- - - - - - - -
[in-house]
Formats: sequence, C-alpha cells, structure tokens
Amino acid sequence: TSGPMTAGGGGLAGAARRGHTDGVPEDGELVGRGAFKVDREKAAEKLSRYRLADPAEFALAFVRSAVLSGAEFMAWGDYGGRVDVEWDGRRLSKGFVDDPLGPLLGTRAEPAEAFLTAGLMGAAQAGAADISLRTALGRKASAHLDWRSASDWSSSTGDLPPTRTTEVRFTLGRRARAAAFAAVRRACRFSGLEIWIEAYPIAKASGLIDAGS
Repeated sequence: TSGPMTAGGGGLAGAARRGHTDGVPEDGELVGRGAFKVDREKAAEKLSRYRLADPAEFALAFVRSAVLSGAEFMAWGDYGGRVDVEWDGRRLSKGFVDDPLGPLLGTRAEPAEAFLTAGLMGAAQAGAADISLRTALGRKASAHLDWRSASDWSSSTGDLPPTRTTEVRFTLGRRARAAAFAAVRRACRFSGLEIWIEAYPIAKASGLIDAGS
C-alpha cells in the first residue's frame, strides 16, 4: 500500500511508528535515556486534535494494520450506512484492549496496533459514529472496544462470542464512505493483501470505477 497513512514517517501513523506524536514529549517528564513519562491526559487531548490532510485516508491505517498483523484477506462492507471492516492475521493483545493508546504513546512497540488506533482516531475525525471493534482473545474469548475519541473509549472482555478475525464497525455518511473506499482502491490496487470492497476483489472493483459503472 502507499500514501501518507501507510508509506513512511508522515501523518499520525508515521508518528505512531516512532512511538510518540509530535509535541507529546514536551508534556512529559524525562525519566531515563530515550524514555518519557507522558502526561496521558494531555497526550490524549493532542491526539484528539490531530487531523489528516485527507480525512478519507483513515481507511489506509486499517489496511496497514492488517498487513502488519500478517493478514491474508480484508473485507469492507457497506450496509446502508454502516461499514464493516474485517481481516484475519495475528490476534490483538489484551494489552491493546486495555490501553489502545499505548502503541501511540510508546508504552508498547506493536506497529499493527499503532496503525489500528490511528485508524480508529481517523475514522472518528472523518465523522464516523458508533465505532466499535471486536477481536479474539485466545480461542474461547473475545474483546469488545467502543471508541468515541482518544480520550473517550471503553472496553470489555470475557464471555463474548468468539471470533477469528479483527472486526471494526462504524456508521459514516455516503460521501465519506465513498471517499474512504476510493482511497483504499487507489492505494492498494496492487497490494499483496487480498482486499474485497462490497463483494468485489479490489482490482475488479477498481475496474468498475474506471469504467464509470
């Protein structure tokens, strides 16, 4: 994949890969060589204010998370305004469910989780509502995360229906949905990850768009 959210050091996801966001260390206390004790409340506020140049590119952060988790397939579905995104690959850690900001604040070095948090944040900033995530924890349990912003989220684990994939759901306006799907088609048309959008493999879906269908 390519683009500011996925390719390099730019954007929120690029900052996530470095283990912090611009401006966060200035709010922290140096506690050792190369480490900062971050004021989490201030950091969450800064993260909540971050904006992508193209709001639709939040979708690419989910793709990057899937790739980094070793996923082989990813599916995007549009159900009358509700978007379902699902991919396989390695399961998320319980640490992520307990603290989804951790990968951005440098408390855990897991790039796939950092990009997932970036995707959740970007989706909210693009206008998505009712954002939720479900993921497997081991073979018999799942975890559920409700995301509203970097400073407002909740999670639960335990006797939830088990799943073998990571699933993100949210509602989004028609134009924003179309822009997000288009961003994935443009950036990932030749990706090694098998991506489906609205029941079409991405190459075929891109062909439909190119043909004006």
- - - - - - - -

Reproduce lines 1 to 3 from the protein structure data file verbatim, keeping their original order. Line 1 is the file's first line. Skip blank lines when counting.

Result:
[in-house]
Formats: sequence, C-alpha cells, structure tokens
Amino acid sequence: TSGPMTAGGGGLAGAARRGHTDGVPEDGELVGRGAFKVDREKAAEKLSRYRLADPAEFALAFVRSAVLSGAEFMAWGDYGGRVDVEWDGRRLSKGFVDDPLGPLLGTRAEPAEAFLTAGLMGAAQAGAADISLRTALGRKASAHLDWRSASDWSSSTGDLPPTRTTEVRFTLGRRARAAAFAAVRRACRFSGLEIWIEAYPIAKASGLIDAGS